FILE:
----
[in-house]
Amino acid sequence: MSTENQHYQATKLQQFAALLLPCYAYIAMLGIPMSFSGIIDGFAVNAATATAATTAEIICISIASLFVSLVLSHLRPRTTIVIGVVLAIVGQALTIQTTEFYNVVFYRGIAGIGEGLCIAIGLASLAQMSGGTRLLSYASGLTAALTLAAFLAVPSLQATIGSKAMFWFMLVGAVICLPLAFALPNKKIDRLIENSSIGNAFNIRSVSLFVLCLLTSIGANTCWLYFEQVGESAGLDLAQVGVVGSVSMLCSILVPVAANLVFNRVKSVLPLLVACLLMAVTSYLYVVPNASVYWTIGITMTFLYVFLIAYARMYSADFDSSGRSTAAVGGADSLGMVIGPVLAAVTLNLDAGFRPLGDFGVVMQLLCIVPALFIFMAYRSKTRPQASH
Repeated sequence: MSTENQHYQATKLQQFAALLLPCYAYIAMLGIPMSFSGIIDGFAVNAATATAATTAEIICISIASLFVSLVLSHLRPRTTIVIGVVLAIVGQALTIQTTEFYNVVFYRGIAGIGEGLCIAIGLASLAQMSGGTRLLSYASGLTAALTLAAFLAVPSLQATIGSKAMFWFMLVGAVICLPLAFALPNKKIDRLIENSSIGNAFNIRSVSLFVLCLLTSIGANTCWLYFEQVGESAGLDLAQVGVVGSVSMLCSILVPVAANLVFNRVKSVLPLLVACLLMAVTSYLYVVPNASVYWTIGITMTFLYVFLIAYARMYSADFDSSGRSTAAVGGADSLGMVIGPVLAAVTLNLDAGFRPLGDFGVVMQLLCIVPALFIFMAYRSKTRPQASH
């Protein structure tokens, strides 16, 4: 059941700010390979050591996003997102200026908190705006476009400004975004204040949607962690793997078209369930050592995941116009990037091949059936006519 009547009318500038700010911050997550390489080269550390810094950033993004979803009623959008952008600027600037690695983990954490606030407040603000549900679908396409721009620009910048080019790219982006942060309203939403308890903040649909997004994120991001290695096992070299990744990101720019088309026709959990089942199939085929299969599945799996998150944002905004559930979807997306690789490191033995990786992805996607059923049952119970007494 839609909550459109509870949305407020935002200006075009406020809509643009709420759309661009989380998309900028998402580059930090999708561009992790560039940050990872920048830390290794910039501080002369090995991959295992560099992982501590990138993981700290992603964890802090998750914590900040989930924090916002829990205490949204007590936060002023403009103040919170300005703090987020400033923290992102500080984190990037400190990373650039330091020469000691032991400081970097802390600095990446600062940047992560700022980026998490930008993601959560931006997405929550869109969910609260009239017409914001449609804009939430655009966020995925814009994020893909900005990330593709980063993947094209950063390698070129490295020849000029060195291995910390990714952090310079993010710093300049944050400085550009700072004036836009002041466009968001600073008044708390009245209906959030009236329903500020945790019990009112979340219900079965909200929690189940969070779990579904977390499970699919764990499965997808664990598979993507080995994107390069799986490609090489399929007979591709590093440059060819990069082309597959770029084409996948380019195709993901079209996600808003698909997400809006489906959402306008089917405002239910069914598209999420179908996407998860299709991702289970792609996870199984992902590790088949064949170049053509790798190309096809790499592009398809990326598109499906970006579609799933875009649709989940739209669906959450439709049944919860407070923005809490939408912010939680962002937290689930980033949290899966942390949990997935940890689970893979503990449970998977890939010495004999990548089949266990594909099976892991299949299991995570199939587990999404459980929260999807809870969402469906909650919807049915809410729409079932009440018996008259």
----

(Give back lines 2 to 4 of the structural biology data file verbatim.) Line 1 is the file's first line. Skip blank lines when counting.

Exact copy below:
Amino acid sequence: MSTENQHYQATKLQQFAALLLPCYAYIAMLGIPMSFSGIIDGFAVNAATATAATTAEIICISIASLFVSLVLSHLRPRTTIVIGVVLAIVGQALTIQTTEFYNVVFYRGIAGIGEGLCIAIGLASLAQMSGGTRLLSYASGLTAALTLAAFLAVPSLQATIGSKAMFWFMLVGAVICLPLAFALPNKKIDRLIENSSIGNAFNIRSVSLFVLCLLTSIGANTCWLYFEQVGESAGLDLAQVGVVGSVSMLCSILVPVAANLVFNRVKSVLPLLVACLLMAVTSYLYVVPNASVYWTIGITMTFLYVFLIAYARMYSADFDSSGRSTAAVGGADSLGMVIGPVLAAVTLNLDAGFRPLGDFGVVMQLLCIVPALFIFMAYRSKTRPQASH
Repeated sequence: MSTENQHYQATKLQQFAALLLPCYAYIAMLGIPMSFSGIIDGFAVNAATATAATTAEIICISIASLFVSLVLSHLRPRTTIVIGVVLAIVGQALTIQTTEFYNVVFYRGIAGIGEGLCIAIGLASLAQMSGGTRLLSYASGLTAALTLAAFLAVPSLQATIGSKAMFWFMLVGAVICLPLAFALPNKKIDRLIENSSIGNAFNIRSVSLFVLCLLTSIGANTCWLYFEQVGESAGLDLAQVGVVGSVSMLCSILVPVAANLVFNRVKSVLPLLVACLLMAVTSYLYVVPNASVYWTIGITMTFLYVFLIAYARMYSADFDSSGRSTAAVGGADSLGMVIGPVLAAVTLNLDAGFRPLGDFGVVMQLLCIVPALFIFMAYRSKTRPQASH
């Protein structure tokens, strides 16, 4: 059941700010390979050591996003997102200026908190705006476009400004975004204040949607962690793997078209369930050592995941116009990037091949059936006519 009547009318500038700010911050997550390489080269550390810094950033993004979803009623959008952008600027600037690695983990954490606030407040603000549900679908396409721009620009910048080019790219982006942060309203939403308890903040649909997004994120991001290695096992070299990744990101720019088309026709959990089942199939085929299969599945799996998150944002905004559930979807997306690789490191033995990786992805996607059923049952119970007494 839609909550459109509870949305407020935002200006075009406020809509643009709420759309661009989380998309900028998402580059930090999708561009992790560039940050990872920048830390290794910039501080002369090995991959295992560099992982501590990138993981700290992603964890802090998750914590900040989930924090916002829990205490949204007590936060002023403009103040919170300005703090987020400033923290992102500080984190990037400190990373650039330091020469000691032991400081970097802390600095990446600062940047992560700022980026998490930008993601959560931006997405929550869109969910609260009239017409914001449609804009939430655009966020995925814009994020893909900005990330593709980063993947094209950063390698070129490295020849000029060195291995910390990714952090310079993010710093300049944050400085550009700072004036836009002041466009968001600073008044708390009245209906959030009236329903500020945790019990009112979340219900079965909200929690189940969070779990579904977390499970699919764990499965997808664990598979993507080995994107390069799986490609090489399929007979591709590093440059060819990069082309597959770029084409996948380019195709993901079209996600808003698909997400809006489906959402306008089917405002239910069914598209999420179908996407998860299709991702289970792609996870199984992902590790088949064949170049053509790798190309096809790499592009398809990326598109499906970006579609799933875009649709989940739209669906959450439709049944919860407070923005809490939408912010939680962002937290689930980033949290899966942390949990997935940890689970893979503990449970998977890939010495004999990548089949266990594909099976892991299949299991995570199939587990999404459980929260999807809870969402469906909650919807049915809410729409079932009440018996008259």